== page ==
BY JENNIFER KELLY
Strange three dimensional landscapes construct and deconstruct themselves , with landmarks taking almost-recognizable shape then disappearing into the fog. Some sounds zoom in and out of focus, like metallic insects swooping in to dive-bomb your face, while others hover weightlessly just at the edge of perception. With KOCH, London electronicist Lee Gamble explores the pulse and texture of sounds that may refer obliquely to the universe around us, but don’t exactly replicate them.
Gamble got his start in jungle, rave and techno, a influence you can hear in the insistent four-four knocking that undergirds “Motor System” ( and, later, “Caudata”). In “Motor System,” a bang-bang-bang-bang cadence hammers halfway through the track before splitting into a shadow-tricked fracture, so that upbeat echoes fall milliseconds away from the main rhythm, reinforcing it but also calling it into question. That’s kind of the way with this album – the sounds that seem most real and certain disintegrate as you listen to them, while the ones that might be an illusion drift into proximity, obscuring all else.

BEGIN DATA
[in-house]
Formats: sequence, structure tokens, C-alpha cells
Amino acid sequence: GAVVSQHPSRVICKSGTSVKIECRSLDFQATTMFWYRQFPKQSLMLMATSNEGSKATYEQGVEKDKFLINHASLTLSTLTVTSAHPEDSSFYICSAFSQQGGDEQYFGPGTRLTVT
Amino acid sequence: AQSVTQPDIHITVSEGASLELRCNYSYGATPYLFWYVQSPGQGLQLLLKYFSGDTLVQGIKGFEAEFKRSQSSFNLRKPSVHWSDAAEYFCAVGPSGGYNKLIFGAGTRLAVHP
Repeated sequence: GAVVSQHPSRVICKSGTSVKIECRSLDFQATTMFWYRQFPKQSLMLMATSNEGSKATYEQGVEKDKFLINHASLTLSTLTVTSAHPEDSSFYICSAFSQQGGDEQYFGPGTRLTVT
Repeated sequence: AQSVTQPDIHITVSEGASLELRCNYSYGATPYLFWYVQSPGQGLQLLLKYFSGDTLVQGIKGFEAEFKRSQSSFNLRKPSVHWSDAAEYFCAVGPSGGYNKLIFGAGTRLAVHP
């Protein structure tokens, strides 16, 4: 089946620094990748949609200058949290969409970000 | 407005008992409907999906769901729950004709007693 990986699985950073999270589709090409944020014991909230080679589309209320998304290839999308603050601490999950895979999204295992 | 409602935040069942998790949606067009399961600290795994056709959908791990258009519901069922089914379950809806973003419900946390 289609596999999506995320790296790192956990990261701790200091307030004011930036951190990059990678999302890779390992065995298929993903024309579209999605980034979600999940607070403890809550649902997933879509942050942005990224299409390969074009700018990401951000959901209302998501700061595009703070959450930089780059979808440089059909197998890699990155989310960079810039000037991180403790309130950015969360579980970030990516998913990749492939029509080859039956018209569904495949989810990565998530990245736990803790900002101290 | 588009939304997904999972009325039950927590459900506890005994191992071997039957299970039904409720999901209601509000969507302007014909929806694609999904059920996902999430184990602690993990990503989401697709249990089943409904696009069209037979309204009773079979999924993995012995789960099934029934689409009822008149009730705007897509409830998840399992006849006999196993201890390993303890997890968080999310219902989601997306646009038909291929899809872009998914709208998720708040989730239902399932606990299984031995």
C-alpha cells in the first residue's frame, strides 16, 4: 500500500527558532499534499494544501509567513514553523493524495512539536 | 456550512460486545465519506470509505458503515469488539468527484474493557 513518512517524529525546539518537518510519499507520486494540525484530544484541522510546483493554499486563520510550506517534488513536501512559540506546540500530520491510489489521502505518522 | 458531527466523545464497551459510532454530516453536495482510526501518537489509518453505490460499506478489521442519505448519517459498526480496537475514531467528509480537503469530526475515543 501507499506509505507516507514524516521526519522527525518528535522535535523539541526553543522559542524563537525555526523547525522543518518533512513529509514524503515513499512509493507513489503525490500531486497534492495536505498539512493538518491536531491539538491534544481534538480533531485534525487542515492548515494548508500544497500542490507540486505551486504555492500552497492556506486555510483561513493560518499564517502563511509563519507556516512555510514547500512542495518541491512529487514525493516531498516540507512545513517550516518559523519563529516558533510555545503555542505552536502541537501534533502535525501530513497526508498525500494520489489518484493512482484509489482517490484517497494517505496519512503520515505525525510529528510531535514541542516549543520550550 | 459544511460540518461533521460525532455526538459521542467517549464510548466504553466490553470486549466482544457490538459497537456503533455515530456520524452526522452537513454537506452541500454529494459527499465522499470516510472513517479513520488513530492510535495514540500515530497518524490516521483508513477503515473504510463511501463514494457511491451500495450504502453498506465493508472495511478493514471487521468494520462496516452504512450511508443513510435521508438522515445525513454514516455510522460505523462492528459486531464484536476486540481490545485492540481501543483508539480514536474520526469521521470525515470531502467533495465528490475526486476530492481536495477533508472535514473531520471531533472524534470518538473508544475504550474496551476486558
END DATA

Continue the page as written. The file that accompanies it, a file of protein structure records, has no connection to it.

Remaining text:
You have the sense of machines running amok, while a lone human operator loses himself in daydreams, or perhaps the machine itself spins fantasies. “You Concrete” begins in a freeway roar, the howl of noise gradually subsumed by more cogitative melodics. “What you’ve got is an old, miserable subculture,” someone says in the album’s only decipherable verbiage, and a clash and grind of metro trains pulling into a station is overlayered with an aurora borealis of shifting tone.
“Head Motel”’s interplay of inchoate sound clouds and neurotic patter and tap is like anxiety wandering through a meditator’s self-calming mantra. “Fame Drag” implies threat. You might envision iron doors shutting, the shiver of uncertainty, the reassurance of hope in a series of sounds that don’t so much resemble real life as recall it out of a Rorscharch blotch.
Issues? Maybe “Jovelayup” goes on too long, its freight train clatter punctuated by steam-blast upbeats, its relentless momentum rattling through densifying and thinning banks of sound. Maybe none of these tracks sound the way I hear them. Maybe they aren’t meant to refer to anything, but rather exist in their own technological space, one electronic component speaking to another, with Lee Gamble presiding over an unreal, utterly engrossing world.
DOWNLOAD: “Motor System,” “Fame Drag,” “Head Motel”